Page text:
A charter school may be better than a failing public school, but it is still based on a failing premise.

As for the teachers? They’re getting burned out too. I attended an early evening screening. Just before the film began, several groups of women walked into the theater. All of them talked to each other throughout the screening, looked at their cell phones, and went out to buy treats or visit the bathroom. I would have been more distracted, had I not been used to this kind of behavior; I’m a teacher. I interviewed these ladies after the show. You guessed it: most were teachers. They probably didn’t even realize that they were acting like their students.

Won’t Back Down is an earnest little film, one that is well intentioned but overlong and overacted. Viola Davis looks too tired to be a fighter; and Holly Hunter, normally such a fine actress, is particularly posed and affected in her delivery, her trademark speech impediment, and her gigantic hairstyle. Maggie Gyllenhaal does her best to ignite the enthusiasm of the cast in the same way her character tries to ignite the enthusiasm of the community, brightening her eyes and smiling until her face nearly explodes with goodwill. But it doesn’t work. At just over two hours, the film is 30 minutes too long for a story with no action and little suspense.

Moreover, although Won’t Back Down claims to be “inspired by true events,” it is neither true nor realistic. I couldn’t find a single actual case in which parents have successfully taken over a school under a parent-trigger law. Some have tried, but my research did not turn up any that have succeeded.

If you are genuinely interested in films about failing school systems and want to know how to fix them, I recommend two recent documentaries: Waiting for Superman (2010, directed by Davis Guggenheim) and The Cartel (2009, directed by Bob Bowdon).


Editor's Note: Review of "Won’t Back Down," directed by Daniel Barnz. Walden Media, 2012, 121 minutes.



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OMG! The Free Market Works!

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An unintentionally hilarious piece recently appeared in the Pravda of contemporary progressive liberalism, The New York Times.

This lachrymose report laments the fact that major public school districts around the country are losing customers — oops! students — and the result is layoffs. Of teacher union members, no less! Quelle horreur!

Between 2005 and 2010, Broward County (FL), Chicago, Cleveland, Columbus (OH), Detroit, Los Angeles, Philadelphia, San Bernardino, and Tucson have all lost students, some massively.

The article tells some tragic tales. LA let go of 8,500 teachers in the face of an enrollment drop of 56,000 students. Mesa Unified District lost 7,155 students and had to close four middle schools and lay off librarians — the ultimate evil.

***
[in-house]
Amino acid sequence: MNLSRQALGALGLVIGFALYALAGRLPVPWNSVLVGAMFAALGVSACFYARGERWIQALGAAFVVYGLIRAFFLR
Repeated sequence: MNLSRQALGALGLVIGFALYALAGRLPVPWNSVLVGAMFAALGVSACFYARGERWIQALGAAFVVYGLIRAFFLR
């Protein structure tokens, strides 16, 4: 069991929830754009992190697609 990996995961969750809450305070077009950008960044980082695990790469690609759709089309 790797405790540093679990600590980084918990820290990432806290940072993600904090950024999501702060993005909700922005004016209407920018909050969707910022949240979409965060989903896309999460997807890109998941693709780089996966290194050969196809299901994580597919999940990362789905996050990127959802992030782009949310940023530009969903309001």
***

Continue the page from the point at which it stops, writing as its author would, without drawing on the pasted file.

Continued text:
The cutbacks are threatening offerings in art, foreign languages, and music.

But to what do the authors of this mournful article attribute this decline? They mention declining birthrates, unemployed parents moving elsewhere to find work, and illegal immigration crackdowns. But they also mention — tentatively and skeptically — the movement of students from regular district schools (essentially run by the teacher unions) to charter schools (run more or less autonomously, i.e., not under the unions’ thumb).

In Columbus, enrollment in charter schools rose by 9,000 students while enrollment in the public school district dropped by 6,150. One honest parent explained, “The classes were too big, the kids were unruly and didn’t pay attention to the teachers.” So she sent her dyslexic daughter to a nearby charter school, where — GASP! — “one of the teachers stayed after school every Friday to help her.”

In an institution where pleasing the customer is actually important, it’s no surprise that her daughter received the help she needed.

Nationwide, while the number of kids in regular public schools dropped by 5%, the number in charter schools rose by 60%.

Naturally, the public school system special interest groups — greedy unions, self-righteous teachers, callous administrators, and so on — are hysterical. For example, one Jeffrey Mirel, an “education historian” at the University of Michigan, bleated that public schools are in danger of becoming “the schools nobody wants.”

Wrong! Public schools have been for some timethe schools that nobody wants. Before the 1960s, teachers unions either didn't exist or — where they did — didn't exert the control they assumed in the 1970s. Teachers unions run schools for the benefit of their members only. So the problems started accelerating.But what’s happening right now is that some few lucky kids are being given the choice to get out — and they’re taking it.




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The Give Back Game

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This morning when I arrived at my job as the Director of Learning Centers for the college where I teach, the following directive was waiting in my inbox: “Join us for a celebration of service as We Give Back!” My first thought was, “Give what back? Did we borrow something?” I certainly don’t remember taking anything that doesn’t belong to me. Well, I did take a pencil home once. I suppose I could give that back. But I don’t see any reason to celebrate its return with a bunch of hoopla and publicity.

The point is, I’m tired about all this “let’s give back” rhetoric. If my college is really concerned about “giving,” how about “Let’s Give Teachers Enough!” Most of the teachers I know work second jobs and take on extra courses in order to supplement their meager incomes. We do all the teaching, and we get paid half what the administrators earn. If that. No wonder they feel guilty.

Moreover, we have our own service projects, thank you very much. I happily do things for my church, my family, and my friends. I consider teaching itself to be a community service project of sorts. But I don’t keep score. I’m not “giving back.” I do it because I want to. I don’t need to get involved in some do-good project at the school where I work, just so they can publicize it and make themselves look good. If they think they’ve taken too much from someone, they can give it back themselves.

Come to think of it, I use my own pens, pencils, and paper supplies at school so often that I don’t really need to feel guilty about taking that pilfered pencil home. In fact, I think I used it to grade papers. On my own unpaid time. Now who’s going to give that back?